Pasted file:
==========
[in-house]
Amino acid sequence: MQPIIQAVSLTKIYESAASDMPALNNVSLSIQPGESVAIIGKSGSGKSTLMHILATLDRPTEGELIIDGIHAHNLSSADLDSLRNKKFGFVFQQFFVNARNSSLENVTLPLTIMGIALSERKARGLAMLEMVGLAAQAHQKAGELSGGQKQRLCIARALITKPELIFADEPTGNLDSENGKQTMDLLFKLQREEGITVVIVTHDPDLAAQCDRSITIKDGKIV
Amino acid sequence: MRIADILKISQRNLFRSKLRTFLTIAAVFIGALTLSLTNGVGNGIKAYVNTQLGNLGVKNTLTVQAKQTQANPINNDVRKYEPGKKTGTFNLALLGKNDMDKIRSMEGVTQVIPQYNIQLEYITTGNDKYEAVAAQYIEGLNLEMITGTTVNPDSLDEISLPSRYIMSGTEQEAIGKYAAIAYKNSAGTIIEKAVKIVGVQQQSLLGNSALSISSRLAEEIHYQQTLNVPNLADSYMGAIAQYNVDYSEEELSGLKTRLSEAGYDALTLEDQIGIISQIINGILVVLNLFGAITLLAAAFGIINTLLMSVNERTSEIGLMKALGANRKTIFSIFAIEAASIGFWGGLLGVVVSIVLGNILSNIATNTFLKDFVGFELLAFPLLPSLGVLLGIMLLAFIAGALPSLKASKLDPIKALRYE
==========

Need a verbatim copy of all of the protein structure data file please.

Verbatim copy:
[in-house]
Amino acid sequence: MQPIIQAVSLTKIYESAASDMPALNNVSLSIQPGESVAIIGKSGSGKSTLMHILATLDRPTEGELIIDGIHAHNLSSADLDSLRNKKFGFVFQQFFVNARNSSLENVTLPLTIMGIALSERKARGLAMLEMVGLAAQAHQKAGELSGGQKQRLCIARALITKPELIFADEPTGNLDSENGKQTMDLLFKLQREEGITVVIVTHDPDLAAQCDRSITIKDGKIV
Amino acid sequence: MRIADILKISQRNLFRSKLRTFLTIAAVFIGALTLSLTNGVGNGIKAYVNTQLGNLGVKNTLTVQAKQTQANPINNDVRKYEPGKKTGTFNLALLGKNDMDKIRSMEGVTQVIPQYNIQLEYITTGNDKYEAVAAQYIEGLNLEMITGTTVNPDSLDEISLPSRYIMSGTEQEAIGKYAAIAYKNSAGTIIEKAVKIVGVQQQSLLGNSALSISSRLAEEIHYQQTLNVPNLADSYMGAIAQYNVDYSEEELSGLKTRLSEAGYDALTLEDQIGIISQIINGILVVLNLFGAITLLAAAFGIINTLLMSVNERTSEIGLMKALGANRKTIFSIFAIEAASIGFWGGLLGVVVSIVLGNILSNIATNTFLKDFVGFELLAFPLLPSLGVLLGIMLLAFIAGALPSLKASKLDPIKALRYE